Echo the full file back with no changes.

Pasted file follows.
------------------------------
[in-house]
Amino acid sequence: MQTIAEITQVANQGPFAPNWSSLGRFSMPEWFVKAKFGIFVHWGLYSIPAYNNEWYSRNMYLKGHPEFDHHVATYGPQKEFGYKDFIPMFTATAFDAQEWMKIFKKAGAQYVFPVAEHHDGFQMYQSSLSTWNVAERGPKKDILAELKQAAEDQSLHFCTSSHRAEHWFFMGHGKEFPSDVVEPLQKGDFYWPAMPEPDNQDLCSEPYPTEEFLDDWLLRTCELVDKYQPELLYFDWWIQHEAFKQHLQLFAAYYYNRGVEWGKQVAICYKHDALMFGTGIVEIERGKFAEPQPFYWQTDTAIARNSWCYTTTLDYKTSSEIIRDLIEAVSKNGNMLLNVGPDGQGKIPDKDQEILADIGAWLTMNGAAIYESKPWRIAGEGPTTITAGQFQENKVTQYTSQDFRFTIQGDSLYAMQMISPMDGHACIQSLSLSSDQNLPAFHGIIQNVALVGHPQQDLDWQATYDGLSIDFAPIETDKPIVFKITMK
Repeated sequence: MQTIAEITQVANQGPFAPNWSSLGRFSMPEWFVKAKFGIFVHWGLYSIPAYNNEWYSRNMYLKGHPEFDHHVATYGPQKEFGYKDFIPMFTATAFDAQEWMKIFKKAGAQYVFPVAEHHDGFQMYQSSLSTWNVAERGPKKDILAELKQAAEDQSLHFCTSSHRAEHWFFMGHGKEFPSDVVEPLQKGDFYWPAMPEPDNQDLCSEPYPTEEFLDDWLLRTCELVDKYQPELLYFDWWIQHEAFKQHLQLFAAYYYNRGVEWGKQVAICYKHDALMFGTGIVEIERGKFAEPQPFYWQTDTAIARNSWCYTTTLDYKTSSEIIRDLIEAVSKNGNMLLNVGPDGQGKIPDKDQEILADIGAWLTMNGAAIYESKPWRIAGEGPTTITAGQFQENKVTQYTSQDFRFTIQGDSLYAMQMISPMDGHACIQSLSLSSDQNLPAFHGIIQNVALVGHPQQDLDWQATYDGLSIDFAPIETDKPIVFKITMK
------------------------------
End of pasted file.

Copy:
[in-house]
Amino acid sequence: MQTIAEITQVANQGPFAPNWSSLGRFSMPEWFVKAKFGIFVHWGLYSIPAYNNEWYSRNMYLKGHPEFDHHVATYGPQKEFGYKDFIPMFTATAFDAQEWMKIFKKAGAQYVFPVAEHHDGFQMYQSSLSTWNVAERGPKKDILAELKQAAEDQSLHFCTSSHRAEHWFFMGHGKEFPSDVVEPLQKGDFYWPAMPEPDNQDLCSEPYPTEEFLDDWLLRTCELVDKYQPELLYFDWWIQHEAFKQHLQLFAAYYYNRGVEWGKQVAICYKHDALMFGTGIVEIERGKFAEPQPFYWQTDTAIARNSWCYTTTLDYKTSSEIIRDLIEAVSKNGNMLLNVGPDGQGKIPDKDQEILADIGAWLTMNGAAIYESKPWRIAGEGPTTITAGQFQENKVTQYTSQDFRFTIQGDSLYAMQMISPMDGHACIQSLSLSSDQNLPAFHGIIQNVALVGHPQQDLDWQATYDGLSIDFAPIETDKPIVFKITMK
Repeated sequence: MQTIAEITQVANQGPFAPNWSSLGRFSMPEWFVKAKFGIFVHWGLYSIPAYNNEWYSRNMYLKGHPEFDHHVATYGPQKEFGYKDFIPMFTATAFDAQEWMKIFKKAGAQYVFPVAEHHDGFQMYQSSLSTWNVAERGPKKDILAELKQAAEDQSLHFCTSSHRAEHWFFMGHGKEFPSDVVEPLQKGDFYWPAMPEPDNQDLCSEPYPTEEFLDDWLLRTCELVDKYQPELLYFDWWIQHEAFKQHLQLFAAYYYNRGVEWGKQVAICYKHDALMFGTGIVEIERGKFAEPQPFYWQTDTAIARNSWCYTTTLDYKTSSEIIRDLIEAVSKNGNMLLNVGPDGQGKIPDKDQEILADIGAWLTMNGAAIYESKPWRIAGEGPTTITAGQFQENKVTQYTSQDFRFTIQGDSLYAMQMISPMDGHACIQSLSLSSDQNLPAFHGIIQNVALVGHPQQDLDWQATYDGLSIDFAPIETDKPIVFKITMK